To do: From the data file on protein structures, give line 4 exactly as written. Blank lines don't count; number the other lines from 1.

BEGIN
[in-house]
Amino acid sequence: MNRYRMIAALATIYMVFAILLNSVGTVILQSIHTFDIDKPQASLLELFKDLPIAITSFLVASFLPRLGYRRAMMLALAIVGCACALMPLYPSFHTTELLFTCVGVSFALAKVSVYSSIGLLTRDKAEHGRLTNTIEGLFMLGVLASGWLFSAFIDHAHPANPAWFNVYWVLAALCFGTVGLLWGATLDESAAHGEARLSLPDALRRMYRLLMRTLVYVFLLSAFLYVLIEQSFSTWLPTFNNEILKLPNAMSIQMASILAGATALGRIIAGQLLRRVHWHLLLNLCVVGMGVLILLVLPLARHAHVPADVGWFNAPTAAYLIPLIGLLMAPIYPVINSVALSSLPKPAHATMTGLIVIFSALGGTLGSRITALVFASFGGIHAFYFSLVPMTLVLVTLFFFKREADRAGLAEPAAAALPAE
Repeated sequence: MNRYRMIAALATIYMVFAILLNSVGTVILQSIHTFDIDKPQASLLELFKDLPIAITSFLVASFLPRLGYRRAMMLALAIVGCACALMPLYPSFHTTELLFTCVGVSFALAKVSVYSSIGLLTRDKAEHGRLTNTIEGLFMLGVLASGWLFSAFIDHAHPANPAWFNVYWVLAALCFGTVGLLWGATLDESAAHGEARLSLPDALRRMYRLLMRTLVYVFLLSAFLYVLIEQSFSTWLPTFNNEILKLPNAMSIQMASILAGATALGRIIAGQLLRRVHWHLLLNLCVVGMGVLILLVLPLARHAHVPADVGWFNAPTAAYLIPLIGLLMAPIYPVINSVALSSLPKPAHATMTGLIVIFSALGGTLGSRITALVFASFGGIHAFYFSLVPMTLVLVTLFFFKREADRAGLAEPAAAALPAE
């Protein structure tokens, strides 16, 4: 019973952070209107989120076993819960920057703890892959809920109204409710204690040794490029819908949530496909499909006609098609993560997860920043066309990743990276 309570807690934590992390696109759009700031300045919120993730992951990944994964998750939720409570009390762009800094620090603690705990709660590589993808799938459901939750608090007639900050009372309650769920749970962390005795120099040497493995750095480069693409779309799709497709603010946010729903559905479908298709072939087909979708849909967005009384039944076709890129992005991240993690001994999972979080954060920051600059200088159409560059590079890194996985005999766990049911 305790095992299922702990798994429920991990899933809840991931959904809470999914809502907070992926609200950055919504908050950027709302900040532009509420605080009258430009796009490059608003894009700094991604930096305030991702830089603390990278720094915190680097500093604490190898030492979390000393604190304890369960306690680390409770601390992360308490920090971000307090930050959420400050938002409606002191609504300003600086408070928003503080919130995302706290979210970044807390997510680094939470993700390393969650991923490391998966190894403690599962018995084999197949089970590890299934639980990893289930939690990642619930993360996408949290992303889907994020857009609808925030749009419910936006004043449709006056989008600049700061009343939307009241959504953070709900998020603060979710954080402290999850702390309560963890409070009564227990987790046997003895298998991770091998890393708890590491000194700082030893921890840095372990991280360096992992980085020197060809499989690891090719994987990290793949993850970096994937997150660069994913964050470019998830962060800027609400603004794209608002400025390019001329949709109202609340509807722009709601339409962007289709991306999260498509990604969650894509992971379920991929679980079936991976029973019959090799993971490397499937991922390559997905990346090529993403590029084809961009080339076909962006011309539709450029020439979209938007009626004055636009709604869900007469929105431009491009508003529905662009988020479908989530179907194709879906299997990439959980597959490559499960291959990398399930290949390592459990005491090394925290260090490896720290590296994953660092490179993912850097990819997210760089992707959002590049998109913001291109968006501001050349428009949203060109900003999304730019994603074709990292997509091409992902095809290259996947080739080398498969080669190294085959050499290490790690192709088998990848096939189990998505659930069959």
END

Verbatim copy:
């Protein structure tokens, strides 16, 4: 019973952070209107989120076993819960920057703890892959809920109204409710204690040794490029819908949530496909499909006609098609993560997860920043066309990743990276 309570807690934590992390696109759009700031300045919120993730992951990944994964998750939720409570009390762009800094620090603690705990709660590589993808799938459901939750608090007639900050009372309650769920749970962390005795120099040497493995750095480069693409779309799709497709603010946010729903559905479908298709072939087909979708849909967005009384039944076709890129992005991240993690001994999972979080954060920051600059200088159409560059590079890194996985005999766990049911 305790095992299922702990798994429920991990899933809840991931959904809470999914809502907070992926609200950055919504908050950027709302900040532009509420605080009258430009796009490059608003894009700094991604930096305030991702830089603390990278720094915190680097500093604490190898030492979390000393604190304890369960306690680390409770601390992360308490920090971000307090930050959420400050938002409606002191609504300003600086408070928003503080919130995302706290979210970044807390997510680094939470993700390393969650991923490391998966190894403690599962018995084999197949089970590890299934639980990893289930939690990642619930993360996408949290992303889907994020857009609808925030749009419910936006004043449709006056989008600049700061009343939307009241959504953070709900998020603060979710954080402290999850702390309560963890409070009564227990987790046997003895298998991770091998890393708890590491000194700082030893921890840095372990991280360096992992980085020197060809499989690891090719994987990290793949993850970096994937997150660069994913964050470019998830962060800027609400603004794209608002400025390019001329949709109202609340509807722009709601339409962007289709991306999260498509990604969650894509992971379920991929679980079936991976029973019959090799993971490397499937991922390559997905990346090529993403590029084809961009080339076909962006011309539709450029020439979209938007009626004055636009709604869900007469929105431009491009508003529905662009988020479908989530179907194709879906299997990439959980597959490559499960291959990398399930290949390592459990005491090394925290260090490896720290590296994953660092490179993912850097990819997210760089992707959002590049998109913001291109968006501001050349428009949203060109900003999304730019994603074709990292997509091409992902095809290259996947080739080398498969080669190294085959050499290490790690192709088998990848096939189990998505659930069959």